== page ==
Genetic counseling is the process of providing individuals and families with information on the nature, inheritance, and implications of genetic disorders to help them make informed medical and personal decisions. The following section deals with genetic risk assessment and the use of family history and genetic testing to clarify genetic status for family members. This section is not meant to address all personal, cultural, or ethical issues that individuals may face or to substitute for consultation with a genetics professional. —ED.

Mode of Inheritance

HLA-DQ2 genotype-related celiac disease susceptibility is inherited in an autosomal dominant or autosomal recessive manner depending on the parental celiac disease-susceptibility HLA genotypes (see Figure 5A).

Figure 5. . Modes of inheritance of A.

Figure 5.

Modes of inheritance of A. DQ2-related celiac disease susceptibility and B. DQ8-related celiac disease susceptibility in families in which one parent has the respective celiac disease-susceptibility HLA haplotype and the other parent does not have the (more...)

HLA-DQ8 genotype-related celiac disease susceptibility is inherited in an autosomal dominant manner (see Figure 5B).

Risk to Family Members

For an individual whose HLA status is unknown and who has an affected first-degree relative, the risk of developing celiac disease is the range of 5% to 20% [Freeman 2010, Fasano et al 2003].

Parents of a proband

  • Empiric data suggest that the risk to parents of a proband of developing celiac disease is approximately 5%-10% [Fasano et al 2003, Treem 2004].
  • The risk to a parent of having celiac disease is increased when the parent is known to have the DQ2 heterodimer and/or the DQ8 heterodimer. The risk is less when only half of the DQ2 heterodimer (i.e., the HLA-DQA1 sequence variant or the HLA-DQB1 sequence variant, but not both) is present.
  • At least one parent of an individual with the DQ2 celiac disease-susceptibility HLA haplotype (see Figure 5A) or the DQ8 celiac disease-susceptibility HLA haplotype (see Figure 5B) has the same HLA haplotype as the proband.
  • Each parent of an individual who has DQ2 in the trans configuration (see Figure 5A) has at least one of the relevant HLA alleles.
  • Although nearly all individuals diagnosed with DQ2- or DQ8-related celiac disease susceptibility have a parent who has the DQ2 or the DQ8 heterodimer or half of the DQ2 heterodimer (i.e., the DQA1 sequence variant or the DQB1 sequence variant), the family history often appears to be negative because of reduced penetrance, failure to diagnose the disorder in family members, late onset of the disease in the affected parent, or early death of the parent before the onset of symptoms.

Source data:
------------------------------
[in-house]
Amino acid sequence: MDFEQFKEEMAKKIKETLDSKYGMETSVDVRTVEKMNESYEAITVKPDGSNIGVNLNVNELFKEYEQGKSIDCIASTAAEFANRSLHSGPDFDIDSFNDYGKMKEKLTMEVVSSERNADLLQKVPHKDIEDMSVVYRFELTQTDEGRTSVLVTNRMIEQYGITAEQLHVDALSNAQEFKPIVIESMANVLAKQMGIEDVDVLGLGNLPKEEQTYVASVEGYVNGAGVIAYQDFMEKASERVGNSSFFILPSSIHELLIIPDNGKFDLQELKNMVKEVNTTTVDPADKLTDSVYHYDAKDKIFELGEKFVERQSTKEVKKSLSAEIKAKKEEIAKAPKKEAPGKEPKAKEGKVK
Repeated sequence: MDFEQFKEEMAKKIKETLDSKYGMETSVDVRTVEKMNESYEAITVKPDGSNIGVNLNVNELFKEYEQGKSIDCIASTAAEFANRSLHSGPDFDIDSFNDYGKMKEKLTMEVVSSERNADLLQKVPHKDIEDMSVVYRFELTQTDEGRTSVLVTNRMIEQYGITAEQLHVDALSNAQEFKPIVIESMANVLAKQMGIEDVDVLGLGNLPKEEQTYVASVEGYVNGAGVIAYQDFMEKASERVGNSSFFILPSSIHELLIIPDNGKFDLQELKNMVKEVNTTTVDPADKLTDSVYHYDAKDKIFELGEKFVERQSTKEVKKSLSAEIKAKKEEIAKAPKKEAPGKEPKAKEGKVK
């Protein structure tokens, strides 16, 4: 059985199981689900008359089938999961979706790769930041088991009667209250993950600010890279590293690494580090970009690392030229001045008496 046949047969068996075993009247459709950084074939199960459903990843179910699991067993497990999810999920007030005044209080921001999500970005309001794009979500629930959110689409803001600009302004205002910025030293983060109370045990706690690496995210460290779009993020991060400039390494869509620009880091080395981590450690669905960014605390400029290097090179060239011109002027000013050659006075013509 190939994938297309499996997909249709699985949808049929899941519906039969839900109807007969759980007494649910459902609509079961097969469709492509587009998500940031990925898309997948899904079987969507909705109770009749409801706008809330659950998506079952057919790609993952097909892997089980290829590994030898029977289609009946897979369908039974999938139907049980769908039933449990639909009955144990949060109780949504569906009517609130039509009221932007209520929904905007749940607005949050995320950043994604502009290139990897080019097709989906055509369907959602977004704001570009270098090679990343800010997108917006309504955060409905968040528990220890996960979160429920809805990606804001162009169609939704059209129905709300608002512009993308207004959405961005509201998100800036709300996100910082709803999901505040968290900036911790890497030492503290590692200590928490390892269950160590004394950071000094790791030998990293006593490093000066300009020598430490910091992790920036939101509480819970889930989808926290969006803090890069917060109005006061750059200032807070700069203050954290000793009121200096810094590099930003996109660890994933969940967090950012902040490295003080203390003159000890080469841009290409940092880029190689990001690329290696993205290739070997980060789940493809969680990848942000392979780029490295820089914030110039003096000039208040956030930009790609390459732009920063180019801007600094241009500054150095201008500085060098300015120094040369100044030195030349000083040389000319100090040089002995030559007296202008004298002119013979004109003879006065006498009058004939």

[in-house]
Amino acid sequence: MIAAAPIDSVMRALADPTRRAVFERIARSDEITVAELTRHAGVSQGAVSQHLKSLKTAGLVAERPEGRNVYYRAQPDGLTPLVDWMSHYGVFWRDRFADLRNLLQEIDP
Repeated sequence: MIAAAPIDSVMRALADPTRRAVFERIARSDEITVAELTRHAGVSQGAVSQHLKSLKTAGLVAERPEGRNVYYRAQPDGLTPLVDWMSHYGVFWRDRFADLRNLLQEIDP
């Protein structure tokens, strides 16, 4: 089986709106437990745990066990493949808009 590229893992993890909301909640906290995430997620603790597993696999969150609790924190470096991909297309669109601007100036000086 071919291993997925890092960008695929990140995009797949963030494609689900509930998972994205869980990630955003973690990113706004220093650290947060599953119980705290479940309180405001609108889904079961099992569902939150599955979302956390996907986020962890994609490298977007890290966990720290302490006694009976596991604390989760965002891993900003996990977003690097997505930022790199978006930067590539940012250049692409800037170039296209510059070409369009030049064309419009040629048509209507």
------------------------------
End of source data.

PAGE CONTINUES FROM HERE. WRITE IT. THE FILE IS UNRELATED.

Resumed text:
Sibs of a proband

  • The overall empiric risk for celiac disease in sibs of a proband is 7%-20% if the HLA haplotype is not known [Treem 2004, Bardella et al 2007, Freeman 2010]. If the HLA haplotype of the parents is known, the risk to the sibs can be refined.
  • Sibs who share the same celiac disease-susceptibility HLA haplotype with the proband are at a risk of developing celiac disease that approaches 40% [Treem 2004].
  • If a parent of the proband has the DQ2 celiac disease-susceptibility haplotype in cis configuration (see Figure 5A) or the DQ8 celiac disease-susceptibility HLA haplotype (see Figure 5B), the risk to each sib of inheriting the celiac disease-susceptibility HLA haplotype is 50%.
  • If one parent of the proband has half of the DQ2 heterodimer (HLA-DQA1*0501 or *0505) and the other parent has half of the DQ2 heterodimer (HLA-DQB1*0201 or *0202), the risks to sibs are as follows:
    • Risk of inheriting both HLA haplotypes and having the full DQ2 heterodimer encoded in trans configuration: 25%
    • Risk of inheriting half of the DQ2 heterodimer (HLA-DQA1*0501 or *0505) or (HLA-DQB1*0201 or *0202): 50%
    • Risk of inheriting neither the HLA-DQA1*0501 or *0505 nor the HLA-DQB1*0201 or *0202 celiac disease-susceptibility haplotype: 25%

Offspring of a proband

  • The overall risk for celiac disease in offspring of a proband is 5%-10% if the celiac disease-susceptibility HLA result is not known. The risk increases when the offspring has the DQ2 celiac disease-susceptibility HLA haplotype and/or the DQ8 celiac disease-susceptibility HLA haplotype [Treem 2004]. The risk is lower when only half of the DQ2 heterodimer (i.e., the DQA1 sequence variant or the DQB1 sequence variant, but not both) is present.
  • Each child of an individual with the DQ2 celiac disease-susceptibility HLA haplotype (see Figure 5A) or the DQ8 celiac disease-susceptibility HLA haplotype (see Figure 5B) has a 50% chance of inheriting a celiac disease-susceptibility HLA haplotype. Children who inherit the same HLA haplotype as the parent are at lower risk than sibs of a proband with the same HLA haplotype (i.e., <40%) [Treem 2004].